Friday, June 14, 2013


Coffee and Dress Codes

It no surprise that I wasn't thrilled with my last minute Summer class, but I vowed to make the best of it and my small EFL class and I have had a good time studying different TOEFL techniques. We've played BINGO, used some jokes, and have rocked out to some tunes in class. Nonetheless it can be exhausting having the same class day after day and today I decided that we all needed coffee.
In the normal class

All of my students (who have been smiley-faced to protect their identities) and I meet in a perfectly fine classroom every day for three hours. We started class with business as usual with a quick idiom review in the form of BINGO and then taking the partial exam in our class and then students took their break (while I graded the exam and calculated their partial grade).

At the coffee shop
The possible dress
After, I told them we needed to get the heck out of the class and I took them to a cafe nearby (a short 5-10 minute walk of about 600 meters). There we talked about my friend's upcoming wedding and how I was unsure if we could wear a pink dress to a wedding because it had a cream top and you shouldn't wear white to a wedding. We talked about other wedding rules (like not to wear black to a wedding or how some cultures consider wearing green to a wedding bad luck). It was funny to me how one of the students whom I had always considered a tomboy was adamant, "Of course you can't wear cream to a wedding!" whereas the more feminine students were oblivious to any possible faux pas.

This transitioned well into the "actual" lesson about dress code. The lesson plan the curriculum called for was based on an article from the Christian Science Monitor on a middle school student who died his hair blue and earned detention. It is a good article, and a great topic, but it is over 10 years old. So I used this one about banning yoga pants in school instead. If you have school-aged students talking about dress code is usually great because it is something they love to discuss! Here's the quick worksheet available for free on Teachers Pay Teachers that you can use to help discuss this topic. I don't usually make my students fill out the comprehension questions, rather we use them as discussion points during the lesson. When we got stuck on a word I could quickly google it on my tablet and show them the google image result.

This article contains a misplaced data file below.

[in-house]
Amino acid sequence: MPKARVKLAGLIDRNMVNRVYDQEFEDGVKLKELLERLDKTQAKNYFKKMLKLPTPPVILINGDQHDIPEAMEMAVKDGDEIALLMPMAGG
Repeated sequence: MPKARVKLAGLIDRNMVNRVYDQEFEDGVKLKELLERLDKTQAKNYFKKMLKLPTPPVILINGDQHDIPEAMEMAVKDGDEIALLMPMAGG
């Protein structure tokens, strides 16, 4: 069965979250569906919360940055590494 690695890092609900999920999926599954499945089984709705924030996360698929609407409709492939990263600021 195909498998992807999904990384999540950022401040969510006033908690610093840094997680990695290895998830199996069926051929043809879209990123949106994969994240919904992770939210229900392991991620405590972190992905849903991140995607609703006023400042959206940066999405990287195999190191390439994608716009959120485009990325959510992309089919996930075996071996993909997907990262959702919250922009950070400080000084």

I am not sure if it was the topic, or the fact I got the students out of the classroom, but it went over really well. They stayed in English and relaxed as we talked about their opinions. Normally my EFL classes frustrate me a little, because they all share the same opinion. This time we had varied ideas. Some thought dress codes were essential especially in middle school since the students were too young to make their own decisions, but in high school they should be able to learn their own restraint. One thought that dress codes should never be implemented.  Finally one student thought that teenagers need regulations because they are too eager to show off.

Before they left I had them write a quick paragraph about how much of an influence they felt a school should have over students. Their casual attitudes were seen in the their writing too. They seemed to have less anxiety even though writing is their least favorite skill.

One student's answer
So there we go, a simple three skill lesson: Reading, Speaking and Writing. And like Mary Poppins said, "A spoonful of sugar helps the medicine go down." Or, in this case a few cups of coffee!

If you have older students who you don't think would want to discuss school dress codes check out this Breaking News English mini-lesson about the dress code for train drivers.

Have you ever taken your students out of the classroom? How did it work?

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